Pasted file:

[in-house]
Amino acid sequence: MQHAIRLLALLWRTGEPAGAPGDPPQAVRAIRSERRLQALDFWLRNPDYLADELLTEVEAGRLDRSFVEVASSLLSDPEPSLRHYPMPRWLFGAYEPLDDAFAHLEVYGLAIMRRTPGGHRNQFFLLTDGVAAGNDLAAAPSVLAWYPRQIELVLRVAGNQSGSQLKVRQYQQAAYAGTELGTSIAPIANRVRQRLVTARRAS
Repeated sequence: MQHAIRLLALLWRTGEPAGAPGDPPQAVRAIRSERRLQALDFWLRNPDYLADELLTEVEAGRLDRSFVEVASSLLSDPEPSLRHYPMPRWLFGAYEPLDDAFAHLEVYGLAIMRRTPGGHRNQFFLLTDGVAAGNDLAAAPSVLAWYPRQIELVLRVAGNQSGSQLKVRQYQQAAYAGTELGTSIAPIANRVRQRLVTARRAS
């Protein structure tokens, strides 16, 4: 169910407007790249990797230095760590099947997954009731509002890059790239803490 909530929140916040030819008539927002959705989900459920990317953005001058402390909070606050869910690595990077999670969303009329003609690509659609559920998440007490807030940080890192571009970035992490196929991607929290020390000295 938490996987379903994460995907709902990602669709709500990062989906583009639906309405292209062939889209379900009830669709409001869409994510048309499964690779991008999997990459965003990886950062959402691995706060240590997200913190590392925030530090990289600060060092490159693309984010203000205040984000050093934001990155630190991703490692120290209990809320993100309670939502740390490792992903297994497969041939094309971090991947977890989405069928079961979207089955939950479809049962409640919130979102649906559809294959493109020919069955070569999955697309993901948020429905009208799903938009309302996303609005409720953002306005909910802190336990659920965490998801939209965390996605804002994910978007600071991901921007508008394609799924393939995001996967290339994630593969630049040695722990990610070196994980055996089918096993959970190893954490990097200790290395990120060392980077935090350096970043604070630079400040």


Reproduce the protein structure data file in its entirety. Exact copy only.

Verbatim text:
[in-house]
Amino acid sequence: MQHAIRLLALLWRTGEPAGAPGDPPQAVRAIRSERRLQALDFWLRNPDYLADELLTEVEAGRLDRSFVEVASSLLSDPEPSLRHYPMPRWLFGAYEPLDDAFAHLEVYGLAIMRRTPGGHRNQFFLLTDGVAAGNDLAAAPSVLAWYPRQIELVLRVAGNQSGSQLKVRQYQQAAYAGTELGTSIAPIANRVRQRLVTARRAS
Repeated sequence: MQHAIRLLALLWRTGEPAGAPGDPPQAVRAIRSERRLQALDFWLRNPDYLADELLTEVEAGRLDRSFVEVASSLLSDPEPSLRHYPMPRWLFGAYEPLDDAFAHLEVYGLAIMRRTPGGHRNQFFLLTDGVAAGNDLAAAPSVLAWYPRQIELVLRVAGNQSGSQLKVRQYQQAAYAGTELGTSIAPIANRVRQRLVTARRAS
């Protein structure tokens, strides 16, 4: 169910407007790249990797230095760590099947997954009731509002890059790239803490 909530929140916040030819008539927002959705989900459920990317953005001058402390909070606050869910690595990077999670969303009329003609690509659609559920998440007490807030940080890192571009970035992490196929991607929290020390000295 938490996987379903994460995907709902990602669709709500990062989906583009639906309405292209062939889209379900009830669709409001869409994510048309499964690779991008999997990459965003990886950062959402691995706060240590997200913190590392925030530090990289600060060092490159693309984010203000205040984000050093934001990155630190991703490692120290209990809320993100309670939502740390490792992903297994497969041939094309971090991947977890989405069928079961979207089955939950479809049962409640919130979102649906559809294959493109020919069955070569999955697309993901948020429905009208799903938009309302996303609005409720953002306005909910802190336990659920965490998801939209965390996605804002994910978007600071991901921007508008394609799924393939995001996967290339994630593969630049040695722990990610070196994980055996089918096993959970190893954490990097200790290395990120060392980077935090350096970043604070630079400040």